The LT-32X776 has a respectable viewing angle; the image is less saturated when you move off-axis, but it's still rich enough to remain enjoyable—and better than some other LCDs I've seen. The screen has a couple of light-uniformity issues; I could see a little light spilling onto the upper-right and bottom-left corners, which was most evident when watching darker scenes, especially at night. It's not bright enough to completely wash out those parts of the screen, though.
Natural Cinema is the name JVC has given to its 3:2 pulldown detection. In the default auto mode, it was slow to pick up the 3:2 sequence on both the Video Essentials and Silicon Optix test discs, and it struggled with my demo scenes from Gladiator and The Bourne Identity. When I enabled the Natural Cinema function, using the button on the remote, the TV picked up the 3:2 sequence much more quickly, albeit slower than a good progressive-scan DVD player would have. In both modes, the JVC handled video-based signals very well, creating only minor artifacts.
The HDMI Edge
All of the performance parameters above combine to produce a good-looking image through both the component video and HDMI inputs. Still, I'd have to say that the HDMI has the overall edge for one simple reason: The picture is smoother, with fewer appearances by my favorite friend, digital noise.
Through the component input, solid colors and black-to-white transitions were sometimes patchy or pixellated. Video Essentials' quantization test revealed that the LT-32X776's ability to transition from light to dark is only average, so the TV struggles when it tries to render a completely smooth gray. The amount of noise varied greatly depending on the quality of the source. HD content from my cable box was above average, but I didn't feel that the JVC upconverted SD sources as well as other TVs I've seen. Basically, when the signal quality is good, the picture looks good. When it's poor, this TV doesn't do much to improve it.
When I mated the LT-32X776 with Yamaha's new DVD-S2500 universal player, which features an HDMI output, the resulting picture was rich, detailed, and surprisingly smooth without looking unnatural.
Full-Featured, Not Full-Figured
Beyond its attractive HDMI picture, the LT-32X776 has a number of other digital-friendly features. To go along with the ATSC tuner, it has an optical digital audio output to send the Dolby Digital 5.1 signal to your A/V receiver. It also has two iLink ports that allow you to connect a digital or HD camcorder or, better yet, a D-VHS player. A CableCARD slot rounds out the package. Analog connections are limited, though. There's only one component video input and no VGA input.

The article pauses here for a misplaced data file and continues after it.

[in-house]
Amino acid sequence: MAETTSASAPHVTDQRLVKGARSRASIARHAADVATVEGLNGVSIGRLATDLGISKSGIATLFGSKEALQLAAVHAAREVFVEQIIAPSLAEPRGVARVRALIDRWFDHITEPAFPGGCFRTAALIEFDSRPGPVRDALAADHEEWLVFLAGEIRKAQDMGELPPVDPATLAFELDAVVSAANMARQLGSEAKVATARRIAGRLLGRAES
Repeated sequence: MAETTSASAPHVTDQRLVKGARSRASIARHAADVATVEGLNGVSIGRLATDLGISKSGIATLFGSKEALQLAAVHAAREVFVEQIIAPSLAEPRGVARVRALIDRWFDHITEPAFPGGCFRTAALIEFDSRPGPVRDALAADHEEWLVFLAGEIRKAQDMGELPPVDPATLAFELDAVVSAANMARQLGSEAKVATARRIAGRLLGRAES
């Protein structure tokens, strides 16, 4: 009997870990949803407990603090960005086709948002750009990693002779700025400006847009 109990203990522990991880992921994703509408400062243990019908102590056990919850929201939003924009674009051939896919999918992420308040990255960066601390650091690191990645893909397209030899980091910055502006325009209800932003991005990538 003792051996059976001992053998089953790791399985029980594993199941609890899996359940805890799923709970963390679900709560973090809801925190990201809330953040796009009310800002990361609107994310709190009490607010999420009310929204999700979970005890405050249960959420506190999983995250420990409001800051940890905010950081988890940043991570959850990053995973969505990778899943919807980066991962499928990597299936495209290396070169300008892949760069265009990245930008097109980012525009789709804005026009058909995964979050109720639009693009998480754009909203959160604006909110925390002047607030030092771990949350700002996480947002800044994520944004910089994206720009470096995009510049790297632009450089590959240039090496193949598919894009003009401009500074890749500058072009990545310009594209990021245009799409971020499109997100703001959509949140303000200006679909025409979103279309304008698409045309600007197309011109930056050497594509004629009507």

The remote control is backlit but difficult to decipher. It has a lot of buttons but no discrete input or aspect-ratio buttons. You can't see through the onscreen menu or move it around the screen, which makes setting up the TV harder. The menu is easy to understand, but there are no submenus, so you have to scroll through one continuous menu to get to the feature you want.
This 32-inch TV has a small form factor and a simple aesthetic that I appreciated. The speakers run along the bottom, and the basic black frame doesn't detract from the image on the screen. Connections are easily accessible yet still discreet, with half of them running down each side of the inset back panel. You can hide the connections using removable plastic panels, if you wish. Lastly, the adjustable stand lets you angle the screen at an optimal position for your seating area.
In all, the LT-32X776 is a very good performer that's ideally suited to someone who can make the most of the TV's digital offerings: HDMI, iLink, over-the-air ATSC, and CableCARD. If you're ready to embrace the digital age, the LT-32X776 is here to help.
• You can adjust the light output in increments
• Two iLink ports